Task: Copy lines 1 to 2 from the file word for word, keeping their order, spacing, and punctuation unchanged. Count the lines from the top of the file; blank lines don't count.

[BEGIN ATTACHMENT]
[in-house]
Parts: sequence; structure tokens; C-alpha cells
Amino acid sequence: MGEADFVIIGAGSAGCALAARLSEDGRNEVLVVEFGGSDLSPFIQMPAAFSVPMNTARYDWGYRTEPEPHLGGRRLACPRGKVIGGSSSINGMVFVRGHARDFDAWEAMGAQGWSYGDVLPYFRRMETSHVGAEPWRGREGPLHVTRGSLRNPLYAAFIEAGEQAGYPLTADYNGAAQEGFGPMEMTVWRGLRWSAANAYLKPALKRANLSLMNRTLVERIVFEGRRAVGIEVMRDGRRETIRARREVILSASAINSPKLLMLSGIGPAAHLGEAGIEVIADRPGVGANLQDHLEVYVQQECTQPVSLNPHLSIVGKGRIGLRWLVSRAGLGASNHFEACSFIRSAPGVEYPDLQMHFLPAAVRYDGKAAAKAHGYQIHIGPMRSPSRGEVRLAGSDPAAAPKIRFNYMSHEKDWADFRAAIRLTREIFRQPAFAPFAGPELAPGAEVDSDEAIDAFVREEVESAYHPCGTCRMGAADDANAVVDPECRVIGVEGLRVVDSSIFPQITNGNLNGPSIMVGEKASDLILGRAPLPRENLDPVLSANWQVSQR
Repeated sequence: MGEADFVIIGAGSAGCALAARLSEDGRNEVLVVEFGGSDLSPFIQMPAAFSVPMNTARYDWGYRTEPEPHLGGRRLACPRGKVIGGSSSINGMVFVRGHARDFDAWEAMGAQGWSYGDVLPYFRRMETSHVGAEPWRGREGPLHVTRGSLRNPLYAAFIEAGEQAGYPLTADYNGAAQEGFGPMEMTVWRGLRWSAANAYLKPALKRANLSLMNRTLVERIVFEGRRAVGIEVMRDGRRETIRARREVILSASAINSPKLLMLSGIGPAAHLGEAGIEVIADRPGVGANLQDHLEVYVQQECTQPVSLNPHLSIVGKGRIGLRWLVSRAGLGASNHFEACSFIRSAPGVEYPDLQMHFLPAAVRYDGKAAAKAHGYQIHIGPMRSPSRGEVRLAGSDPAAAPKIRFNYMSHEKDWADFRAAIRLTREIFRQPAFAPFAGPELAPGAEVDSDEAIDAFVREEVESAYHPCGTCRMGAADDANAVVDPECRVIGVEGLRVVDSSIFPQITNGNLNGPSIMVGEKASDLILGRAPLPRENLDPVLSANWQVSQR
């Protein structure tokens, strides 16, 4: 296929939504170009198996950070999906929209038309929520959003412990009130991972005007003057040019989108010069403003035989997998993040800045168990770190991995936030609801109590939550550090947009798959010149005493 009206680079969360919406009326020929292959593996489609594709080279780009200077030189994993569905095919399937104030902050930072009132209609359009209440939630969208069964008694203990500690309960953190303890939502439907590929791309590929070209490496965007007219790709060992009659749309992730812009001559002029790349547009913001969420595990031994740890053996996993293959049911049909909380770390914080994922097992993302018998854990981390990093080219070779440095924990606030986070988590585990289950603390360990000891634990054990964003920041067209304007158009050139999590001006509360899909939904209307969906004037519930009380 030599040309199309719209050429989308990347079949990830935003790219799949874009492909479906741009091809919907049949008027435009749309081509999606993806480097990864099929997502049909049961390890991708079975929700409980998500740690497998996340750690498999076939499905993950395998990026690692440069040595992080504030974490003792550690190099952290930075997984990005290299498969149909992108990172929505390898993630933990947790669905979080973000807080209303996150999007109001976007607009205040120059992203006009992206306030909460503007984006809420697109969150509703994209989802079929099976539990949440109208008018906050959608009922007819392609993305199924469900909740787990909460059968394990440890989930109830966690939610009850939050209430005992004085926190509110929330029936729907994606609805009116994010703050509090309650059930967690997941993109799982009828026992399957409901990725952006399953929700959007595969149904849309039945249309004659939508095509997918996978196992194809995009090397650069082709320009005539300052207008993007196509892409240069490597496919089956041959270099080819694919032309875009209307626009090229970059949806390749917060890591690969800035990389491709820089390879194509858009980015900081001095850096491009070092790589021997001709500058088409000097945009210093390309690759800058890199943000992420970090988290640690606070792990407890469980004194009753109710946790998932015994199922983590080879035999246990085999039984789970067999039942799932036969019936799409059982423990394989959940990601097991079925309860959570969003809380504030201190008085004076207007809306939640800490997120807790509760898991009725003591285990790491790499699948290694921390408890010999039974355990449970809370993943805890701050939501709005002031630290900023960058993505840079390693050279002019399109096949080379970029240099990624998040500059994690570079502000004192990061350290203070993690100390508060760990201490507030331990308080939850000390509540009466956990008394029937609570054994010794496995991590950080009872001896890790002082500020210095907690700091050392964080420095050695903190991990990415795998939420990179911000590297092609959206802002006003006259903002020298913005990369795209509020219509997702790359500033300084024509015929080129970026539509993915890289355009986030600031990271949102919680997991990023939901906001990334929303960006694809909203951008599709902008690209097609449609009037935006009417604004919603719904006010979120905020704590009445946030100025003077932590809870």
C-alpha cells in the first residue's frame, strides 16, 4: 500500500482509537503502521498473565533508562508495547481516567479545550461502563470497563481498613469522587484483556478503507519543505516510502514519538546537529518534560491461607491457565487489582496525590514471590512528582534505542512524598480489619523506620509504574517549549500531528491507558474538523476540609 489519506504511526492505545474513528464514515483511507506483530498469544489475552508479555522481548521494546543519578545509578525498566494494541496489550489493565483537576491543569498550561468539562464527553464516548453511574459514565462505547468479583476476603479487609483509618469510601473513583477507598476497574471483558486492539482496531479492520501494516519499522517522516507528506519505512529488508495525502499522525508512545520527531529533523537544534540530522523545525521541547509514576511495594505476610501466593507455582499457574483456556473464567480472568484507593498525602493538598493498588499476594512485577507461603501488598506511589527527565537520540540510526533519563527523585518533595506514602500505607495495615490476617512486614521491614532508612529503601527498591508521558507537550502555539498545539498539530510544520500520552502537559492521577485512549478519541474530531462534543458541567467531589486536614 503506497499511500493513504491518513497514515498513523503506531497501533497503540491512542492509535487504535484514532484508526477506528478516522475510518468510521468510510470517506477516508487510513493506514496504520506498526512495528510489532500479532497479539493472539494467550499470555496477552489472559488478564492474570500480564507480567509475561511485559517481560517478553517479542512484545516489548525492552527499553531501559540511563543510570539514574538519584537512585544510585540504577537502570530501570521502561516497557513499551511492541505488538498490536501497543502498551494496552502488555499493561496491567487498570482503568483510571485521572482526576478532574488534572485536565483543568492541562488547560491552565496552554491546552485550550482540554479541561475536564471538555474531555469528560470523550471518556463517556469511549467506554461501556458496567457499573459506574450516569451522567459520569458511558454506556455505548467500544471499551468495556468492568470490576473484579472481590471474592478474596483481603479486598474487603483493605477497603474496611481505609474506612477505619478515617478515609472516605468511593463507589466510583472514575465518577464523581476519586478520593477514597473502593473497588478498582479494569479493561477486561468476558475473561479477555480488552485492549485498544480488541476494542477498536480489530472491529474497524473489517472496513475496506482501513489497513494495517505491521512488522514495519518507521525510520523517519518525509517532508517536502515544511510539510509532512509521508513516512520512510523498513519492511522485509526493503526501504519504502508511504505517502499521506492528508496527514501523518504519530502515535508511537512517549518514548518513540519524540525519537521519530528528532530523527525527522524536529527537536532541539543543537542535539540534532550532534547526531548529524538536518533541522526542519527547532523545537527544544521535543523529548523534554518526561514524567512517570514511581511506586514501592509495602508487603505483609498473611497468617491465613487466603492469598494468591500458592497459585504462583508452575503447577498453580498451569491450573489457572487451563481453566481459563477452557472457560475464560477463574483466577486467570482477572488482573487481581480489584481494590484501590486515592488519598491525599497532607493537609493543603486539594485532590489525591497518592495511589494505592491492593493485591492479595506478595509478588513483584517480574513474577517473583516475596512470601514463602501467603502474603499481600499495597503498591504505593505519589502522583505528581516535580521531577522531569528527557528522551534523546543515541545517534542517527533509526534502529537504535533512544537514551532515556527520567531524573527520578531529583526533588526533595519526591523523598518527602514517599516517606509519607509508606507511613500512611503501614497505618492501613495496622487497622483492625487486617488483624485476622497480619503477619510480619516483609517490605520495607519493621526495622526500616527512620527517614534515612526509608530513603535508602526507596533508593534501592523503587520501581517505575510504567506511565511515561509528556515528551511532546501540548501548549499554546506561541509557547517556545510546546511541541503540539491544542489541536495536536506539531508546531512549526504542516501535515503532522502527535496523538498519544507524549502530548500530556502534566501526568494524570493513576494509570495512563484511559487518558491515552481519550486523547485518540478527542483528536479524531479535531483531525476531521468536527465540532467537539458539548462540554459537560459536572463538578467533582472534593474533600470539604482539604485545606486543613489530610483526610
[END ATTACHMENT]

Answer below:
[in-house]
Parts: sequence; structure tokens; C-alpha cells